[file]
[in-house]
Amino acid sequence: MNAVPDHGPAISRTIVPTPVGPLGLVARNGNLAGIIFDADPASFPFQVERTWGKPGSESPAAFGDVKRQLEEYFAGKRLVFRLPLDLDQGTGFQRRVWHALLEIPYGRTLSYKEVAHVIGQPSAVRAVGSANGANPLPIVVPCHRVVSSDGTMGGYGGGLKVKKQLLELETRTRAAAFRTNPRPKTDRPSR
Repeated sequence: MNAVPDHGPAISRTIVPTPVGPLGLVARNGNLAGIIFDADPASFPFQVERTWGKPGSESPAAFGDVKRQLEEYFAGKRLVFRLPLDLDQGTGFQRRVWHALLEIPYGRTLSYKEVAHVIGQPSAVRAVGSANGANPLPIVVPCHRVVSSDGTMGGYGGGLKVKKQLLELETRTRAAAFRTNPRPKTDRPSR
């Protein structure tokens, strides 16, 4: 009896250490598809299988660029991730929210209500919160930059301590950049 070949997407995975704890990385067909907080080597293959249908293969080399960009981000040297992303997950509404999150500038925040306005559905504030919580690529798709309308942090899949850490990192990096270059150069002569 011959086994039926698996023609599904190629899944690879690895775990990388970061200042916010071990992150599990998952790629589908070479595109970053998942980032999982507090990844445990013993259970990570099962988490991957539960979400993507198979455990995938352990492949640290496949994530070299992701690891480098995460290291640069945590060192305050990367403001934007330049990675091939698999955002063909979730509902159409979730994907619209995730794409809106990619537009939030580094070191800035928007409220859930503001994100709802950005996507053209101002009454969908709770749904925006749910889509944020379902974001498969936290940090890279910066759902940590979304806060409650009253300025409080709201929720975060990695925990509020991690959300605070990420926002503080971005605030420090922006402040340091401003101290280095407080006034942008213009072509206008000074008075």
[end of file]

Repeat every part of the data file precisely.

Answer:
[in-house]
Amino acid sequence: MNAVPDHGPAISRTIVPTPVGPLGLVARNGNLAGIIFDADPASFPFQVERTWGKPGSESPAAFGDVKRQLEEYFAGKRLVFRLPLDLDQGTGFQRRVWHALLEIPYGRTLSYKEVAHVIGQPSAVRAVGSANGANPLPIVVPCHRVVSSDGTMGGYGGGLKVKKQLLELETRTRAAAFRTNPRPKTDRPSR
Repeated sequence: MNAVPDHGPAISRTIVPTPVGPLGLVARNGNLAGIIFDADPASFPFQVERTWGKPGSESPAAFGDVKRQLEEYFAGKRLVFRLPLDLDQGTGFQRRVWHALLEIPYGRTLSYKEVAHVIGQPSAVRAVGSANGANPLPIVVPCHRVVSSDGTMGGYGGGLKVKKQLLELETRTRAAAFRTNPRPKTDRPSR
């Protein structure tokens, strides 16, 4: 009896250490598809299988660029991730929210209500919160930059301590950049 070949997407995975704890990385067909907080080597293959249908293969080399960009981000040297992303997950509404999150500038925040306005559905504030919580690529798709309308942090899949850490990192990096270059150069002569 011959086994039926698996023609599904190629899944690879690895775990990388970061200042916010071990992150599990998952790629589908070479595109970053998942980032999982507090990844445990013993259970990570099962988490991957539960979400993507198979455990995938352990492949640290496949994530070299992701690891480098995460290291640069945590060192305050990367403001934007330049990675091939698999955002063909979730509902159409979730994907619209995730794409809106990619537009939030580094070191800035928007409220859930503001994100709802950005996507053209101002009454969908709770749904925006749910889509944020379902974001498969936290940090890279910066759902940590979304806060409650009253300025409080709201929720975060990695925990509020991690959300605070990420926002503080971005605030420090922006402040340091401003101290280095407080006034942008213009072509206008000074008075």